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Getting Sued in a Collection Lawsuit is Your Clear Invitation to Look Closely at the Bankruptcy Option

The honest truth is that people don’t do something they think will be unpleasant unless and until they have to. That’s often true even if that something is by far the best thing for them to do. So, understandably people don’t see a bankruptcy attorney until they feel they have to, because thinking about filing bankruptcy is no fun, right?

Meeting with a bankruptcy attorney may be one of the best things you can do for yourself. That’s what many of our clients say after their first meeting with us. But human nature being what it is, sometimes a little incentive helps.

That’s why getting sued by a creditor or collection agency CAN be a good thing. Granted, most of the time getting sued is NOT a good thing. Bad consequences can flow from a lawsuit if you don’t do anything about it. But if getting sued gives you the incentive to see an attorney about those consequences, and as a result you find out about your options AND act to solve your problems long-term, THAT would be a good thing.

Your Short-Term Incentive to See an Attorney

When you get served (in person or by mail) with lawsuit papers, you have very limited time to act before you lose the lawsuit by default. At that time a judgment would be entered against you. You should do what you can to avoid that from happening. And you should definitely never let that happen to you without understanding very clearly what the consequences would be. To find out those uniquely personal consequences you need to meet with a competent attorney.

In some limited situations the attorney may advise you simply to do nothing in response to the lawsuit. But even then, and maybe especially then, it’s crucial that you understand why that is appropriate in your circumstances, what additional powers a judgment would give the creditor, and what you need to be on guard for if your circumstances were to change.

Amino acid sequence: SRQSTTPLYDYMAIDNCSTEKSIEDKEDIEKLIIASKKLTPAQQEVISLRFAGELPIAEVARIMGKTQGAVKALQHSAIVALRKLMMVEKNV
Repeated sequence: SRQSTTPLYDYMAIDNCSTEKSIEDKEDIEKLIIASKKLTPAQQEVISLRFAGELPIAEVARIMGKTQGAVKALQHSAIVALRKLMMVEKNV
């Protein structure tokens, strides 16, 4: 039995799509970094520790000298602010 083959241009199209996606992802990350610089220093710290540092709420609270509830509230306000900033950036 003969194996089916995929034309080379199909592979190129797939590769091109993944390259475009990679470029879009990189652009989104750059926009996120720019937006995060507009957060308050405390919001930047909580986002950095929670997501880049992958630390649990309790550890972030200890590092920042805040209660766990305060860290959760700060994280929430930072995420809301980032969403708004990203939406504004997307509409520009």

Most of the time, it will be in your best interest to do something in response to the lawsuit. Often the creditor is anxious to settle the matter because the judgment will take a long time to pay off through often erratic garnishments. So it may well be willing to discount the balance or enter into a reasonable payment plan. Whether you have an attorney handle the settlement or negotiate it yourself with guidance from an attorney, you will often have extra leverage because the creditor is aware of the risk that it will usually receive nothing if you file bankruptcy. A large percentage of collection lawsuits turn into judgments by default, so in the relatively few times that a creditor hears from a debtor’s attorney the creditor is generally willing to settle to avoid pushing the debtor into bankruptcy. The creditor knows that bankruptcy is an option that the attorney will have discussed with the debtor. The informed debtor is a much harder target than an uninformed one.

Your Long-Term Incentive to See an Attorney

Often settlement of the lawsuit is simply not a feasible option for you, no matter how reasonable the terms from the point of view of the creditor. In many situations, by the time you are sued, your financial situation is doing quite badly. The lawsuit may indeed be a strong signal to you that it’s time to take serious steps to deal with a broader set of financial problems. The lawsuit is just the tip of a much bigger financial iceberg.

Assuming that you are willing, your attorney will open up the discussion to look at your overall financial life. He or she will likely be able to lay out broader solutions for you, ones that would both deal with the immediate lawsuit and give you relief from your debts in general. Depending on all your circumstances, those solutions may include Chapter 7 “straight bankruptcy” and/or Chapter 13 “adjustment of debts.”

Whether you want to address just the immediate lawsuit or instead use a broader approach is totally up to you. An attorney will not make you do anything, and certainly will not make you file bankruptcy. He or she will do no more than make recommendations based on your circumstances, and based on the problems and goals you present.


Common sense says that a lawsuit by a creditor is a serious matter, something that you know you need guidance about from an experienced debtor-creditor attorney. In most (but not all) situations, such a lawsuit is an indication of broader financial problems. If so, the lawsuit may be a good incentive to think about ways to solve those broader problems once and for all. Since you really need to see an attorney whether you are dealing with just the immediate lawsuit or also a broader situation, contact one right away after you receive the lawsuit papers. Addressing any of this when you are up against the deadline to respond not only makes it unnecessarily tense for you, it can reduce your negotiating leverage with the creditor and make it harder to protect your assets.

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